Is Your Cat Asking To Play Or Asking To Be Petted? How Can You Tell?
Photo provided by Friskies Explorer Kitty420.
I get many calls and emails from people who were surprised when they got paw-smacked by their cats while attempting to pet or hold. Often, the problem is that the owners misread the cats’ requests. The owners thought the cats were approaching for a petting session but in reality, they were in play-mode.
Cats don’t exhibit an official “play bow” in the way that dogs do so each cat may solicit playtime in different ways. Some cats just start darting around the house chasing anything that moves, others bring toys to their owners, and then there are some who choose the more subtle route by simply sitting and staring at a family member or climbing up in a lap. It can be easy to interpret this as a request for a nice, relaxing time to pet and offer affection but if kitty was in revved-up play-mode your attempt at petting may get rebuffed.
If your cat has paw-smacked you while you were attempting to pet or has jumped off your lap whenever you try to touch her, you might just be misreading her signals. The simple solution is to look at her body posture. Does her face look relaxed? Is she facing you or facing away from you? If she’s looking right at you then she’s probably trying to get your attention. Are her pupils dilated? If so, that’s often a sign that she’s excited or reactive (of course that depends on lighting in the immediate environment as well). Is her tail twitching or moving? If you answered yes, then she’s not relaxed.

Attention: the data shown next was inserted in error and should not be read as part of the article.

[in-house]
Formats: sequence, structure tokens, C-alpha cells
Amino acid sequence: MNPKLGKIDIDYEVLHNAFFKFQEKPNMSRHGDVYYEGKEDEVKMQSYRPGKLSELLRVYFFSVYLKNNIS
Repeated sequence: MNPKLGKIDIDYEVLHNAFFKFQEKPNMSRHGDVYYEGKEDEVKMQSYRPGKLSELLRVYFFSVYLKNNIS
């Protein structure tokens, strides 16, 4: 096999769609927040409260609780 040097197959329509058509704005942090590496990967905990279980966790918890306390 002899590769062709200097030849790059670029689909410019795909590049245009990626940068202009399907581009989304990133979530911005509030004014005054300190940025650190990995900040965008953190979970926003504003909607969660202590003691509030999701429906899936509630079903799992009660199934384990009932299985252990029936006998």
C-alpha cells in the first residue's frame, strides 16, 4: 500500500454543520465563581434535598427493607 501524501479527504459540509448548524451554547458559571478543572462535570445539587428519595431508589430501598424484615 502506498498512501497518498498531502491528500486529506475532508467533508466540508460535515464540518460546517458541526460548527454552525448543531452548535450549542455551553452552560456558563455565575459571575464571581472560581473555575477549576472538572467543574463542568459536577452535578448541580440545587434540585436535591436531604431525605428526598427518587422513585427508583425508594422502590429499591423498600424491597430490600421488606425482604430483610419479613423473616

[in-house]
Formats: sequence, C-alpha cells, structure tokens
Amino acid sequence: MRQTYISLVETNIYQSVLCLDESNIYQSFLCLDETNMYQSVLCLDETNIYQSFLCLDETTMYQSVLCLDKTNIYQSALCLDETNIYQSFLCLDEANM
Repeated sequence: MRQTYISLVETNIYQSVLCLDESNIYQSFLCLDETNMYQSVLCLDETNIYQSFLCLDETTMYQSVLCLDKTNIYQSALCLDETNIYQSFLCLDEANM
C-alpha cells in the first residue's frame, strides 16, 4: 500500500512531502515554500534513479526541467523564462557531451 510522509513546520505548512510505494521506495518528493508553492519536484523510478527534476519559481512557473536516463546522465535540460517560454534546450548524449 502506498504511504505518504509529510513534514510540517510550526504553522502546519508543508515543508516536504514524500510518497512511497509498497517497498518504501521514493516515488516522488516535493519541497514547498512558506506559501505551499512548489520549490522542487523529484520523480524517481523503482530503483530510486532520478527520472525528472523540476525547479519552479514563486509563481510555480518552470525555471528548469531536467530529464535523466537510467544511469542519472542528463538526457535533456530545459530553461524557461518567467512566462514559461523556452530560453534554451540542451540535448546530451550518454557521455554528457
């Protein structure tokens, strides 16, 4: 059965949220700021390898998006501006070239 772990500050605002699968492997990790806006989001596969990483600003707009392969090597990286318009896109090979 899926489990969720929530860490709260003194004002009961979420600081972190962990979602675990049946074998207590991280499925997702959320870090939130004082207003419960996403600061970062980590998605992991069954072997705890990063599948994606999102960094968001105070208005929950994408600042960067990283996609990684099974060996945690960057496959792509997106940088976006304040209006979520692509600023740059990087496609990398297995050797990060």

If past experience has shown that you’ve been paw-smacked on a routine basis, then use this information as an indication that she’s asking for playtime and instead of trying to pet her, get out an interactive toy and play with her. Let her work off that energy and have a great time. What often happens is that after the play session, when kitty is more relaxed, will be an opportunity for cuddle time.
How does your cat ask for playtime with you?
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